October 23, 2017
Even if they wanted to, people walking past Philadelphia’s Municipal Services Building couldn’t avoid seeing it.
That’s right: The rather disturbing, 15-foot-tall “Trumpy the Rat” inflatable monument made its way to town on Monday afternoon to celebrate the birthday of the late former Mayor Frank Rizzo.
Just before 11:15 a.m., John Post Lee – a New York City art dealer who was born and raised in South Philadelphia – arrived at Thomas Paine Plaza.
Soon, he hooked the rodentine protest piece up to an electronic pump and over the course of mere minutes, it grew to full height, becoming the talk of Center City on many a level.
To hear Faye Anderson of Avenging the Ancestors (ATAC) tell it, she randomly bumped into Lee near New York City’s High Line last week and told him about the ongoing controversy regarding the future of the Rizzo statue. (ATAC is a broad-based coalition of African-Americans, including historians, attorneys, concerned citizens and elected officials.)
That encounter led to an idea: Let’s bring the “Trump Rat” to Philly on Rizzo’s birthday to make the political point that the two men were pretty similar in how they comport themselves as public leaders.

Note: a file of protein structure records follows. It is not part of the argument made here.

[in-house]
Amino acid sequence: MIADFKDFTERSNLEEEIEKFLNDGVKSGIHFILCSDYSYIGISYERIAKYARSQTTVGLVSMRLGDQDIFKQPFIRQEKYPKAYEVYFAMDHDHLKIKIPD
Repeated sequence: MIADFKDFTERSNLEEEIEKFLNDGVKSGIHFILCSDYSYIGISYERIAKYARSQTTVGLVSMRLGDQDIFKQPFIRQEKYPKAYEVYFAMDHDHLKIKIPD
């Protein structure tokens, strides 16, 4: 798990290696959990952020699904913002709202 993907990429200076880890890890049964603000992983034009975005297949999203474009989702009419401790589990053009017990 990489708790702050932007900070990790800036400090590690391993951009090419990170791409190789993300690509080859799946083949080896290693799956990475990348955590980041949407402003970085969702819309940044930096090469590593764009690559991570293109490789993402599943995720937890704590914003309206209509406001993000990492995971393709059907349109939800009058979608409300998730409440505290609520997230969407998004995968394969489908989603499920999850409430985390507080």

“There are parallels between Ratso (Rizzo) and Trump that cannot be denied,” said Anderson, who lobbied for the Rizzo statue’s removal, as the inflatable took shape. “Rizzo paved the way for Trump.”
For his part, Lee said it’s not a particularly political person. He’s more of a “humanist and progressive.” That said, he maintained that Trump’s election put the country “in a horrible place and a new low point in American history.
“As bad as George Bush 1 and 2 were, they were at least presidential. What’s happening now is just grotesque,” said Lee, 58, who attended Friends Select School. “(Rizzo) was corrupt, and Trump is corrupt beyond belief.”
So earlier this year, he launched a Kickstarter campaign that raised $10,000.
The “Trump Rat” was then created by Inflatable Images in Brunswick, Ohio and has made several noteworthy appearances in other cities throughout the year.
When one couldn’t be produced in a timely manner, the rat was deflated, moved and then reinflated on the John F. Kennedy Boulevard sidewalk.
In its first spot on the Plaza, it faced the side of the Rizzo statue. Now, it was directly in front of it.
While Lee was loathe to wade into the whole Rizzo statue-removing controversy, he said, “we need less divisiveness” in the world.
Some passersby shared anti-Trump sentiments aloud. Others just walked by shaking their heads.
For her part, 73-year-old Jo Long of Mt. Airy bridged the ideological gap to a certain extent.
“Even though I don’t like him, this is blasphemous,” she said. “As president, he should be respected.”